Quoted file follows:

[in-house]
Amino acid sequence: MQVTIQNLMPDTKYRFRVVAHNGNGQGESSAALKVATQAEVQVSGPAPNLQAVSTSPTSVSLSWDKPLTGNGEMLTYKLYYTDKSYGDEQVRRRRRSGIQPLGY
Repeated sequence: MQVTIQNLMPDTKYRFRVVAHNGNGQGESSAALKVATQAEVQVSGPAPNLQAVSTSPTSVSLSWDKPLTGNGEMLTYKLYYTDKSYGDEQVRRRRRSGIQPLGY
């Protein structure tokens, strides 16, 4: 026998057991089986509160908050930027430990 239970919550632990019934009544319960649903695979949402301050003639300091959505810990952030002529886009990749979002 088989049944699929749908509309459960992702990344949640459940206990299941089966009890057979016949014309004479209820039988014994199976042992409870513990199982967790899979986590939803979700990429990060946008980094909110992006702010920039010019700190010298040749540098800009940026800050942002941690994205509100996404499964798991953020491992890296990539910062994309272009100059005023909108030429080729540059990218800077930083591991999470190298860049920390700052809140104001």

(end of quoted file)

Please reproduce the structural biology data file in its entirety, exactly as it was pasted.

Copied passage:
[in-house]
Amino acid sequence: MQVTIQNLMPDTKYRFRVVAHNGNGQGESSAALKVATQAEVQVSGPAPNLQAVSTSPTSVSLSWDKPLTGNGEMLTYKLYYTDKSYGDEQVRRRRRSGIQPLGY
Repeated sequence: MQVTIQNLMPDTKYRFRVVAHNGNGQGESSAALKVATQAEVQVSGPAPNLQAVSTSPTSVSLSWDKPLTGNGEMLTYKLYYTDKSYGDEQVRRRRRSGIQPLGY
């Protein structure tokens, strides 16, 4: 026998057991089986509160908050930027430990 239970919550632990019934009544319960649903695979949402301050003639300091959505810990952030002529886009990749979002 088989049944699929749908509309459960992702990344949640459940206990299941089966009890057979016949014309004479209820039988014994199976042992409870513990199982967790899979986590939803979700990429990060946008980094909110992006702010920039010019700190010298040749540098800009940026800050942002941690994205509100996404499964798991953020491992890296990539910062994309272009100059005023909108030429080729540059990218800077930083591991999470190298860049920390700052809140104001």